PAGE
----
Humber, Thames: northerly gale eight to severe gale nine; snow showers; moderate to severe icing…” I cocked an ear to the deadpan delivery of the evening shipping forecast and listened with growing interest. Outside, the wind was already tugging at the bare branches of the lime tree in the front garden and rattling the kitchen windows. Inside, I sat measuring out powder, ramming wads into the green ribbed Remington cases and tipping into their greedy mouths most of my remaining stock of bismuth 3s. The following morning’s goose shooting had been planned for a few weeks, but I had not dared to hope that the weather might turn out the way it seemed to be doing. For once, I had caught it right and, with a score of shells loaded and tucked into the bottom of my fowling bag, the double-eight ready in its slip, and coat, hat and waders beside the utility room door, I turned in for a few hours’ sleep.

Next morning, my friend Paul parked the Land Rover at the end of the cattle drove and as we left the shelter of the loke and walked on to the marsh in the pitch-dark, the full force of the wind hit us square in the face, buffeting mercilessly across the flat countryside of east Norfolk. Paul had invited me to shoot a private marsh, which he had visited once before earlier in the season. On that occasion there had been a few pinkfoot about, but now, in November, the big flocks had arrived. His reconnaissance suggested that the birds were using the block of grazing marshes to which he had access, and now it was up to us to use what fieldcraft we could in order to get within range.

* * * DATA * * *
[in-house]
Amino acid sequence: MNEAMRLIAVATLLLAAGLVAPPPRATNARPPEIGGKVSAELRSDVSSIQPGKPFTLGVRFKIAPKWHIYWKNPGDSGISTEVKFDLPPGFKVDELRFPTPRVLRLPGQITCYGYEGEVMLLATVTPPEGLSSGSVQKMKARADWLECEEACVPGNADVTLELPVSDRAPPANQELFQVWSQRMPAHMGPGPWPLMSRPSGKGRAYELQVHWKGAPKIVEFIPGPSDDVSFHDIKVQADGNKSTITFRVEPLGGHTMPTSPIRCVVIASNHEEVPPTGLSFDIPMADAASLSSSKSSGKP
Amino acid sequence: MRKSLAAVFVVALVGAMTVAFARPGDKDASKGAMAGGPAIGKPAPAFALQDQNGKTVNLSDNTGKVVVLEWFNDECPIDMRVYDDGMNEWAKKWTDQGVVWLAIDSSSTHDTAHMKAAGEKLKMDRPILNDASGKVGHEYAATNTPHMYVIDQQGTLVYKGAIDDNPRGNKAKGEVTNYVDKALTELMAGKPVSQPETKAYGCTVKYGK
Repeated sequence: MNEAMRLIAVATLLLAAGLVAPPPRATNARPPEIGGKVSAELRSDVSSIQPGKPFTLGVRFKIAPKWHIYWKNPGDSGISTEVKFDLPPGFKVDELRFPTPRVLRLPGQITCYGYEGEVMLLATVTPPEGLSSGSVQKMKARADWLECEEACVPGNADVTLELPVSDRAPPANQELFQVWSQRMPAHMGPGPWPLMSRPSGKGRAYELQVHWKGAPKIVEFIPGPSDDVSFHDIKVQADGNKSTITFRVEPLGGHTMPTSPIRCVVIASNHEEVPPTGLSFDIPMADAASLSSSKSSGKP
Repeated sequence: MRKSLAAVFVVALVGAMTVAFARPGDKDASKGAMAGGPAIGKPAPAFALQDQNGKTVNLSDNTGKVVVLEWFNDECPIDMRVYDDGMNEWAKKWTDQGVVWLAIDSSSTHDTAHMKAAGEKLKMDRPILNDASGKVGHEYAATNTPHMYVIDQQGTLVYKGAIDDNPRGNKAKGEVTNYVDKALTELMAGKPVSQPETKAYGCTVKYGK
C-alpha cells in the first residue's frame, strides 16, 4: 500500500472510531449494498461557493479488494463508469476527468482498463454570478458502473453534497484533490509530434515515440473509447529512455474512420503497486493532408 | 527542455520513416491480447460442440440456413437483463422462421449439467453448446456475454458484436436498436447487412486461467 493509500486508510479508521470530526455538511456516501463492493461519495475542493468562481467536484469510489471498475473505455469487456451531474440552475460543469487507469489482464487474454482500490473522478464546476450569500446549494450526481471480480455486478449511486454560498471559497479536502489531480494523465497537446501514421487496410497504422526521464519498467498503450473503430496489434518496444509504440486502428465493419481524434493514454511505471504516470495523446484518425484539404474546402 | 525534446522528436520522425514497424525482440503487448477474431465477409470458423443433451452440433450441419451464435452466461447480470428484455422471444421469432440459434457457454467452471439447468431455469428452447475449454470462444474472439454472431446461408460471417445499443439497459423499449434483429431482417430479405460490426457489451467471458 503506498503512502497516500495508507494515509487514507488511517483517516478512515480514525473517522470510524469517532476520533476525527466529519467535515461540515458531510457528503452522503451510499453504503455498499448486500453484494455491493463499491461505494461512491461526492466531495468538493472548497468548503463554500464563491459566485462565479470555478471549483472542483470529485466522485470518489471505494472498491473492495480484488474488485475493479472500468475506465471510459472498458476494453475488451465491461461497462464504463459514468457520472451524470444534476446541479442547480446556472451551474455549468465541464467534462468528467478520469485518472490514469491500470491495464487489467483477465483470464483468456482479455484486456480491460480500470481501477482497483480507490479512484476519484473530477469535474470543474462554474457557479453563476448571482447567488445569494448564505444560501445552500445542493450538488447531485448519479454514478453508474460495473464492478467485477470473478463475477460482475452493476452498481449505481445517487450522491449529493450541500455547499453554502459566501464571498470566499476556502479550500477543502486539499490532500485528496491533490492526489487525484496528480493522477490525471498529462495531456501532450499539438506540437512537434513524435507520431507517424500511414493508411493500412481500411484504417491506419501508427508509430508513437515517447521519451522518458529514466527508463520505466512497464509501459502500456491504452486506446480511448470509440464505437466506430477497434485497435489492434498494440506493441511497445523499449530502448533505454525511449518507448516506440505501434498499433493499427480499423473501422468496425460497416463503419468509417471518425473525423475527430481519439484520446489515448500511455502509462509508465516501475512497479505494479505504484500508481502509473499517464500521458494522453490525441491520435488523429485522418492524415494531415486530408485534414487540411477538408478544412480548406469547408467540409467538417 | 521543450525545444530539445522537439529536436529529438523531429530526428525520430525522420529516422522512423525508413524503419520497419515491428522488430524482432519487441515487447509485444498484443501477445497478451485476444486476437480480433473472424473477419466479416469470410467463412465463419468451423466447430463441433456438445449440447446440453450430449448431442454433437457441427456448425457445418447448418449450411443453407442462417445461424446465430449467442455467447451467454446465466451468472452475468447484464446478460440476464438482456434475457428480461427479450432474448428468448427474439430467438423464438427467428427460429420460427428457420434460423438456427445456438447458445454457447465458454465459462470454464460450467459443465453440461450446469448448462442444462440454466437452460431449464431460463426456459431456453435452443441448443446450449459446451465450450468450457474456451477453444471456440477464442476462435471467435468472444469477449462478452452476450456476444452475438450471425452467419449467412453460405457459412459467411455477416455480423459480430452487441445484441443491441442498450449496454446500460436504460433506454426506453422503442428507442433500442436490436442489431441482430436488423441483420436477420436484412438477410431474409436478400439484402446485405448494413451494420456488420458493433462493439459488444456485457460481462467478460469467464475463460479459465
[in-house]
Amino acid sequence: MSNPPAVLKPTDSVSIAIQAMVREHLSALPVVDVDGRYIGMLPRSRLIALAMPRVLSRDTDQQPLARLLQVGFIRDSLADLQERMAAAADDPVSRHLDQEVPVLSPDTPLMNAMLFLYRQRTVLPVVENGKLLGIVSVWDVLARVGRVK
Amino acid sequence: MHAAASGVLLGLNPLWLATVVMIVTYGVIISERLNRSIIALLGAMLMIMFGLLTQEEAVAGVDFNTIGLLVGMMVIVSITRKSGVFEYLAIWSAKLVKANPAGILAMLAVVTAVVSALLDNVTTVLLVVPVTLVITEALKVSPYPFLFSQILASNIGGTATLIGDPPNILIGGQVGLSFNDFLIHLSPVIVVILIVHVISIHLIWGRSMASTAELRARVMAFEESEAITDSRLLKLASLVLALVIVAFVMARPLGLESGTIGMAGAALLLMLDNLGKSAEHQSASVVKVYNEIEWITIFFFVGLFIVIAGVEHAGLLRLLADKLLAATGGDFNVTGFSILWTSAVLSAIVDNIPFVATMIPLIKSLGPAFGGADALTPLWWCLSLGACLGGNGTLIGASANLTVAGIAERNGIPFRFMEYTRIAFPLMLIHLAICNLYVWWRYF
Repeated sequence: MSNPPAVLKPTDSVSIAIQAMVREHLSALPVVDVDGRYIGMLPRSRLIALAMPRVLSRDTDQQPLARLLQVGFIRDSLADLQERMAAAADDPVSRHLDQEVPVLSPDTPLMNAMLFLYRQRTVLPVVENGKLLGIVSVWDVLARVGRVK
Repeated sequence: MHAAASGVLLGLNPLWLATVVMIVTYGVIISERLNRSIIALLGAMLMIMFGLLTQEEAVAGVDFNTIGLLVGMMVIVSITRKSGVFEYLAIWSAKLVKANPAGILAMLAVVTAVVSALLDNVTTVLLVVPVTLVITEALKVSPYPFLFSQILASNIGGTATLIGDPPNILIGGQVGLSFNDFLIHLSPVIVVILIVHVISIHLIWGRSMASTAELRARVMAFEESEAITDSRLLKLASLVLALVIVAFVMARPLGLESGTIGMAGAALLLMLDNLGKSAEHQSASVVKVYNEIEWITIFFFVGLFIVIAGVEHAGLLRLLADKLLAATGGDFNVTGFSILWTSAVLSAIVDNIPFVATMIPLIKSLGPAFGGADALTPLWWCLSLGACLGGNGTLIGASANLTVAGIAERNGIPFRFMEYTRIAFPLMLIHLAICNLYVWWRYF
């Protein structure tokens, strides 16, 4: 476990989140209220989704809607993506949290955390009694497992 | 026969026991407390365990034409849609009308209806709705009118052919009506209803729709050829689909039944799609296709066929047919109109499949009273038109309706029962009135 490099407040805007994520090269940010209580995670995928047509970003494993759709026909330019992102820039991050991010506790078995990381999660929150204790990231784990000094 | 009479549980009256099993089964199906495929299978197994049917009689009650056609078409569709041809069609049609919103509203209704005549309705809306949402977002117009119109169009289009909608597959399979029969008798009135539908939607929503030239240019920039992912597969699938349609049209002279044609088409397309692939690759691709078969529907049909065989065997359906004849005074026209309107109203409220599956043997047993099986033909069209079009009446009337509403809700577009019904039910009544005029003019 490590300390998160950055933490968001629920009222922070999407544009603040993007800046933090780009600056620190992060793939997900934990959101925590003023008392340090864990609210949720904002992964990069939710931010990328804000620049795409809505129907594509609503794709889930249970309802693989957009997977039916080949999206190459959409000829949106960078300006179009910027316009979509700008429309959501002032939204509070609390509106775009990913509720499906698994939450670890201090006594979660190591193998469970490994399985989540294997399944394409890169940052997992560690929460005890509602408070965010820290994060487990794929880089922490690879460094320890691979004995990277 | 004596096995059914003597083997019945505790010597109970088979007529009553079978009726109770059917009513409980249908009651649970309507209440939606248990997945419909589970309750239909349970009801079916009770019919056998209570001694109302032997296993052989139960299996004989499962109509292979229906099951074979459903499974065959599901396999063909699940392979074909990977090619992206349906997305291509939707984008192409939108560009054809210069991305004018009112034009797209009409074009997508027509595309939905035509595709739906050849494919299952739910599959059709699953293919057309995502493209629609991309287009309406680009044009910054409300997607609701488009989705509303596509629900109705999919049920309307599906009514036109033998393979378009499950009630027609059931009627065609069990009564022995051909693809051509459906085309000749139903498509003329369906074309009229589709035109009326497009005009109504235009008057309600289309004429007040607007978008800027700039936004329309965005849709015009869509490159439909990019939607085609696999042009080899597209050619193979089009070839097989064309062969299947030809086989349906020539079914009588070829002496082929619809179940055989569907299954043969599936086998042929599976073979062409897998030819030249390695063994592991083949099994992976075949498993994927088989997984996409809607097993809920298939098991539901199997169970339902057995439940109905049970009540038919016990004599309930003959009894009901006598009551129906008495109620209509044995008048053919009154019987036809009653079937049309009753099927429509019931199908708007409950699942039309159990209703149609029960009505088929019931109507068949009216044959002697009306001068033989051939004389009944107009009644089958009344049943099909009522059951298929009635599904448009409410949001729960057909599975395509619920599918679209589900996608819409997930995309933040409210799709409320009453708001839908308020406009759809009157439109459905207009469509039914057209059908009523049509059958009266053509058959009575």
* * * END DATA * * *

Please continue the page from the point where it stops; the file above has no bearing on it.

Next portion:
Paul dropped me off at a cattle gate that divided two blocks of marsh. “You can use the gate for cover or you can find somewhere along the edge of that dyke,” he said, as he headed for the adjoining field. I elected for the latter, finding a cattle low along the edge of the dyke where I could kneel behind a few scraps of sweetrush and still have a clear view of the morning sky. The dozen shell decoys I had in my bag were quickly pegged out on the marsh in front and Pintail, my Labrador, joined me excitedly at the dyke side. Reaching for the cartridges I had loaded the previous evening, I swung open the breech of the old Cogswell & Harrison, inserted two squat brass heads, locked fast the underlever and waited for the first streaks of grey in the eastern sky.

Long before dawn we could hear goose-talk. From out of the darkness the high-pitched chattering ink-ink sounds suggested little groups of birds moving out from the roost to graze, but though I stared into the north until my eyes ran from the gale that assaulted my cheeks, I saw nothing. Until, from behind me, a single bird banked into view just feet above the marsh, craning its neck at the decoys. Its black silhouette was visible against the grey sky for only a few moments, but by the time I had got the gun up to my shoulder, cocking the right hammer as I did so, the goose was well out above the furthest decoy and sideslipping with the gale. My shot went harmlessly into the air and I cursed inwardly — no doubt this would be my only chance of the morning. The goose had come right over my decoys but I had seen it too late and missed. Pintail looked on disapprovingly.